Almost two-thirds of young women have been sexually harassed at work, says TUC | Sexual harassment #twothirds #young #women #sexually #harassed #work #TUC #Sexual #harassment

Almost two in three young women have experienced sexual harassment, bullying or verbal abuse at work, according to a TUC poll.

However, most victims do not report it for fear of not being believed or of damaging their relationships at work or their career prospects, the TUC said.

Overall, almost three in five women (58%) have experienced harassment at work, the poll showed. The figure rises to 62% of women aged between 25 and 34.

Most of these cases were not isolated incidents, with 57% of women saying they had experienced three or more incidents of bullying at work. More than two in five (43%) had experienced at least three incidents of sexual harassment.

The TUC’s general secretary, Paul Nowak, said: “Every woman should be safe from sexual harassment. But every day we hear stories about the extent of sexual harassment in our workplaces.

“And we know many women in public-facing jobs – like retail workers and GP receptionists – suffer regular abuse from customers and patients. Sexual harassment and bullying have no place in modern workplaces.”

Separate research by the public sector union Unison recently showed that only one NHS trust in England provided dedicated training to prevent sexual harassment, even though one in 12 NHS staff had experienced such behaviour at work in the past year.

Meanwhile, the CBI, the UK’s biggest business lobby group, has been rocked by a series of sexual misconduct allegations reported by the Guardian.

The TUC alleged that some Conservative MPs and peers were trying to sabotage new laws to protect workers from sexual harassment and assault at work.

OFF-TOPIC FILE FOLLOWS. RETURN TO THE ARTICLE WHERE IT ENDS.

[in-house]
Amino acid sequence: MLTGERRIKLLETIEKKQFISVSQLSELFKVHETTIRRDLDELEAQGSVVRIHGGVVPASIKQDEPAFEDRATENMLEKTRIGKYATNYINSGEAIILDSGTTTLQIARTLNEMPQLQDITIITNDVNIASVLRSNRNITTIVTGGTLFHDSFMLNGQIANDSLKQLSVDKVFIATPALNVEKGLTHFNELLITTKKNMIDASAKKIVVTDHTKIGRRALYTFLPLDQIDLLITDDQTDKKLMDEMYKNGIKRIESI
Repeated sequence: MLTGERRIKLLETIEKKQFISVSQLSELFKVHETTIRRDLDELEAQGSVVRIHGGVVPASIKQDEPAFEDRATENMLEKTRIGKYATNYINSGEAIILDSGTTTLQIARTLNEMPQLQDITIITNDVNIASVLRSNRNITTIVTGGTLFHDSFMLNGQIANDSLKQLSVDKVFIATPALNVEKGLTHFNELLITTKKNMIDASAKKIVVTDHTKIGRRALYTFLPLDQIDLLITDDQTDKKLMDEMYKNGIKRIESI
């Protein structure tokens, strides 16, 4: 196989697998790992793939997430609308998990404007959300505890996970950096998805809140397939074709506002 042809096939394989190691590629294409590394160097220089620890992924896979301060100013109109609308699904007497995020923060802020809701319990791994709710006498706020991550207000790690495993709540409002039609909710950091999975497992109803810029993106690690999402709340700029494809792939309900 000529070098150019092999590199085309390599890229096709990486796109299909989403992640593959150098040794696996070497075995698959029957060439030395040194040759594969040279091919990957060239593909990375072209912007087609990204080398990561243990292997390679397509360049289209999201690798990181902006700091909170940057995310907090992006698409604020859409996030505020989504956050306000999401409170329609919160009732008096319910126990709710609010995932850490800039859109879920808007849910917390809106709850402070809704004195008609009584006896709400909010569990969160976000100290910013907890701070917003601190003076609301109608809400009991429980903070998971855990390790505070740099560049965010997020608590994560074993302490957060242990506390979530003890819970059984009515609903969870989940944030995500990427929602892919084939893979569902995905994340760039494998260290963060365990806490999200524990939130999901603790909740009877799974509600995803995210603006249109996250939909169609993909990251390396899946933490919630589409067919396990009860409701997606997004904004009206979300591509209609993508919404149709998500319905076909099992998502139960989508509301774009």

The worker protection bill, a private member’s bill put forward with ministers’ support by Wera Hobhouse, the Liberal Democrat MP for Bath, would introduce a new preventive duty on employers to tackle sexual harassment in the workplace.

The bill would also protect workers from harassment and abuse by third parties such as customers, clients, patients or members of the public. The TUC said these were two big gaps in the current workplace protections for women.

But it said Tory backbenchers were trying to delay the bill to ensure it does not pass within the parliamentary time available.

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The TUC poll found that in two out of five of the most recent incidents, the perpetrator was a third party rather than another member of staff.

Most incidents of sexual harassment, bullying or verbal abuse happen in work premises (71%), but they also happen over the phone or by text message (12%), or online, by email, on social media or on a virtual meeting (8%).

However, fewer than a third of women who said they experienced sexual harassment at work told their employer about what was happening, and only two in five (44%) of those being bullied, and half (50%) of those suffering verbal abuse, reported it.

Of those who did not report it, some felt they would not be believed or taken seriously (39%), while others thought reporting it would impact negatively on their relationships at work (37%) or on their career prospects (25%).

“Ministers promised to bring in long overdue new laws to prevent workplace sexual harassment and tackle abuse from third parties like customers and clients,” Nowak said. “But they are now backsliding under pressure from their own backbenchers who are trying to delay and derail these vital new protections.

“It will be a disgrace if the government allows this bill to fall. Ministers must urgently ensure this bill passes in full or they will let down working women right across the country.”

#twothirds #young #women #sexually #harassed #work #TUC #Sexual #harassment

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